FIG. 3 is a schematic diagram depicting at least a portion of an exemplary floating well circuit operative to define a voltage potential of a well in which is formed an MOS device, in accordance with one embodiment of the present invention.

FIG. 4A is a schematic diagram depicting an exemplary sense circuit suitable for use in the floating well circuit of FIG. 3, in accordance with an embodiment of the invention.

FIG. 4B is a schematic diagram depicting an exemplary voltage generator circuit suitable for use in the floating well circuit of FIG. 3, in accordance with an embodiment of the invention.

FIG. 5 is a schematic diagram depicting an exemplary sense circuit suitable for use in the floating well circuit of FIG. 3, in accordance with another embodiment of the invention.

FIG. 6A is a schematic diagram depicting an exemplary comparator circuit suitable for implementing a first comparator in the sense circuit of FIG. 3, in accordance with an embodiment of the invention.

FIG. 6B is a schematic diagram depicting an exemplary comparator circuit suitable for implementing a second comparator in the sense circuit of FIG. 3, in accordance with an embodiment of the invention.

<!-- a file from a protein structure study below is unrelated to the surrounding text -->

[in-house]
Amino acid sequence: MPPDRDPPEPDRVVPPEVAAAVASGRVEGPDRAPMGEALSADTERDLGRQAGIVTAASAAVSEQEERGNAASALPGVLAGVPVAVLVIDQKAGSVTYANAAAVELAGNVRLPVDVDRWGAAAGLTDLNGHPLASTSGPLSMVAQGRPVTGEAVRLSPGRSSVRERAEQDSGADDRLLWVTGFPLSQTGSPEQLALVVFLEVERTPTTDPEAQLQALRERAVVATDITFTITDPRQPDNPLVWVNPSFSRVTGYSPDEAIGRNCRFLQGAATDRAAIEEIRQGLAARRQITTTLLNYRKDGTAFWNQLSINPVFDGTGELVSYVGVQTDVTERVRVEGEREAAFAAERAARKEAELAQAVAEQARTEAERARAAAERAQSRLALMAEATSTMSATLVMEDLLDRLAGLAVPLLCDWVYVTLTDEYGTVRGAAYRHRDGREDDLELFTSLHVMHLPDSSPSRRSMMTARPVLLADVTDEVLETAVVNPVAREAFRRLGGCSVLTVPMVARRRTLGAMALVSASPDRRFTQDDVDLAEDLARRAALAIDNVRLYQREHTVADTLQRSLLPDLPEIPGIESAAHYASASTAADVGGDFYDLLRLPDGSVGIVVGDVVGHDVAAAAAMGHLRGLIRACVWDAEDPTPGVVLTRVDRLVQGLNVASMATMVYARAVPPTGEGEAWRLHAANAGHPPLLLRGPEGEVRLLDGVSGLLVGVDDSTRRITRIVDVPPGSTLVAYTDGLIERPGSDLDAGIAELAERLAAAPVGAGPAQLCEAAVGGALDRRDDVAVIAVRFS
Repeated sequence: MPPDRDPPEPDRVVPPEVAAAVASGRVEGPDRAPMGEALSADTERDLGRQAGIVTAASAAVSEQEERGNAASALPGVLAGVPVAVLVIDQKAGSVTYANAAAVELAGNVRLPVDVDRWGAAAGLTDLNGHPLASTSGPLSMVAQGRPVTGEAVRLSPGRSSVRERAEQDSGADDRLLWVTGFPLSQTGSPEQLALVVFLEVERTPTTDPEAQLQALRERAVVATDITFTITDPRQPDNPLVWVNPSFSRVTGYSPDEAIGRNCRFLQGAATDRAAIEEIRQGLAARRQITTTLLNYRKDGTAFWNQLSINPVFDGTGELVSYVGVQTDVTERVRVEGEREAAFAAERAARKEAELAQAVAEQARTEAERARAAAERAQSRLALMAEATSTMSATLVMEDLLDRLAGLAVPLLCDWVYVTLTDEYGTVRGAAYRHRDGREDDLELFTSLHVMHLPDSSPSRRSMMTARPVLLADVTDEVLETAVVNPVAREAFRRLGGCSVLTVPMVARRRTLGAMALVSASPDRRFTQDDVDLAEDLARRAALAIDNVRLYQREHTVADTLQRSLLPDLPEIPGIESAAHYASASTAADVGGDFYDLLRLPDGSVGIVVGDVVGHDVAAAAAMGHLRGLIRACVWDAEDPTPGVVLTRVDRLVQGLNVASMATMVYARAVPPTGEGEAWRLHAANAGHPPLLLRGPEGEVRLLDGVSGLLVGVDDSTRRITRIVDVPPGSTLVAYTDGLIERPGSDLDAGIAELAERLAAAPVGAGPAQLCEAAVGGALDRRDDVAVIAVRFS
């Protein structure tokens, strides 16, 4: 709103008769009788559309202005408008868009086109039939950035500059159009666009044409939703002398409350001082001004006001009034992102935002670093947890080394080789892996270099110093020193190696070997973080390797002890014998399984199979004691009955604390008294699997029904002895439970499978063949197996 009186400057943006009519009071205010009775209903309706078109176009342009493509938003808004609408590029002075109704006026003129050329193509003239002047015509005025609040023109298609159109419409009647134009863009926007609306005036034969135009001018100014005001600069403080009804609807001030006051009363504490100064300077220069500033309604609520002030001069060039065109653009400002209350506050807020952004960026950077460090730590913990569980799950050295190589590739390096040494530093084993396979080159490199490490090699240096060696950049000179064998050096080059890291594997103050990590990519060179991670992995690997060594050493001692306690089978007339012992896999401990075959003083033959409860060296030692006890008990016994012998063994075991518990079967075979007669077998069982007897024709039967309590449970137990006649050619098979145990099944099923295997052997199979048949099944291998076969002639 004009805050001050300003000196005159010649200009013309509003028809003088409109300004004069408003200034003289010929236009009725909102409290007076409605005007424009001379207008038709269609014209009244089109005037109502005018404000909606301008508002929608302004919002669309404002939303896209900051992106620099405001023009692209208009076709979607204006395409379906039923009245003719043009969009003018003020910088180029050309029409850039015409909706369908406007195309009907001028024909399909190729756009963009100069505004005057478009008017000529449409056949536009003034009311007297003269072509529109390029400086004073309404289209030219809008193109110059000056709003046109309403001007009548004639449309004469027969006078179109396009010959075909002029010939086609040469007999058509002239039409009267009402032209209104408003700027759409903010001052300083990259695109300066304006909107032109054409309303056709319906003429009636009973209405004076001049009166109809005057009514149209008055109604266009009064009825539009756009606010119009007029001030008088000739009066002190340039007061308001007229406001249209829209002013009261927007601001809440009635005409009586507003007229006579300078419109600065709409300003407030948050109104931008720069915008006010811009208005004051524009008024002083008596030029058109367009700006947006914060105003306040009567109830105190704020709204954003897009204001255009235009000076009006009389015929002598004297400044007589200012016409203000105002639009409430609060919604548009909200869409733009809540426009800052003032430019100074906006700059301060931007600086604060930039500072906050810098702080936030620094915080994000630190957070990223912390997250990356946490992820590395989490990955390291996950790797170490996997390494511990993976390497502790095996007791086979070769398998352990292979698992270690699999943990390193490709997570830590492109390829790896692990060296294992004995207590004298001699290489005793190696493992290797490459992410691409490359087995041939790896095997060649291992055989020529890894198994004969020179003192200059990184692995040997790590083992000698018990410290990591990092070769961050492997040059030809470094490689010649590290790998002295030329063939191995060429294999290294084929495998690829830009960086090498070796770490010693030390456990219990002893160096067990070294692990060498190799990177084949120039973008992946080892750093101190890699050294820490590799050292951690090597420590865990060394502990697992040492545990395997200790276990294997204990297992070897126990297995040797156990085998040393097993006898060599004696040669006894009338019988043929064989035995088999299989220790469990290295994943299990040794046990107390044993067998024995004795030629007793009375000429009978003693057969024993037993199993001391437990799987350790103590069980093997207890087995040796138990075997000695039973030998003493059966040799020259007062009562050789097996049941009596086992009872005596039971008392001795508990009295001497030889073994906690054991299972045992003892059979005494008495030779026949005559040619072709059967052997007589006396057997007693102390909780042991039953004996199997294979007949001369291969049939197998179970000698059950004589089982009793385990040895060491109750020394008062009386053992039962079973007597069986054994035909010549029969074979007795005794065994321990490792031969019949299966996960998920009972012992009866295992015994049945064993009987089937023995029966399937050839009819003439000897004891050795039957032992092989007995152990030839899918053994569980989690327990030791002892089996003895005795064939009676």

FIG. 7 is a graphical illustration depicting exemplary waveforms relating to the circuit implementations of FIGS. 4A and 4B, in accordance with the invention.

FIG. 8 a graphical illustration depicting exemplary waveforms relating to the circuit implementations of FIGS. 6A and 6B, in accordance with the invention.

DETAILED DESCRIPTION OF THE INVENTION

The present invention will be described herein in the context of illustrative output driver stages for use, for example, in a buffer circuit (e.g., output buffer, input buffer, bidirectional buffer). It should be understood, however, that the present invention is not limited to these or any other particular circuit arrangements. Rather, the invention is more generally applicable to techniques for improving a latch-up performance in a circuit comprising at least one device formed in a floating well. Although implementations of the present invention are described herein with specific reference to PMOS and NMOS transistor devices, as may be formed using a complementary metal-oxide-semiconductor (CMOS) fabrication process, it is to be understood that the invention is not limited to such transistor devices and/or such a fabrication process, and that other suitable devices, such as, for example, bipolar junction transistors (BJTs), etc., and/or fabrication processes (e.g., bipolar, BiCMOS, etc.), may be similarly employed, as will be apparent to those skilled in the art.

FIG. 1 is a schematic diagram illustrating an output stage 100 of a conventional bidirectional CMOS buffer circuit. The output stage 100 includes a PMOS device, MPO, and an NMOS device, MNO. The PMOS device MPO has a source (S) connected to a supply voltage, VDDIO, a drain (D) connected to an external IO pad at node N1, a gate (G) driven by a first control signal, PG, and a bulk (B) which, in this circuit, is connected to VDDIO. The NMOS device MNO has a source and a bulk connected to VSS, a drain connected to node N1, and a gate driven by a second control signal, NG.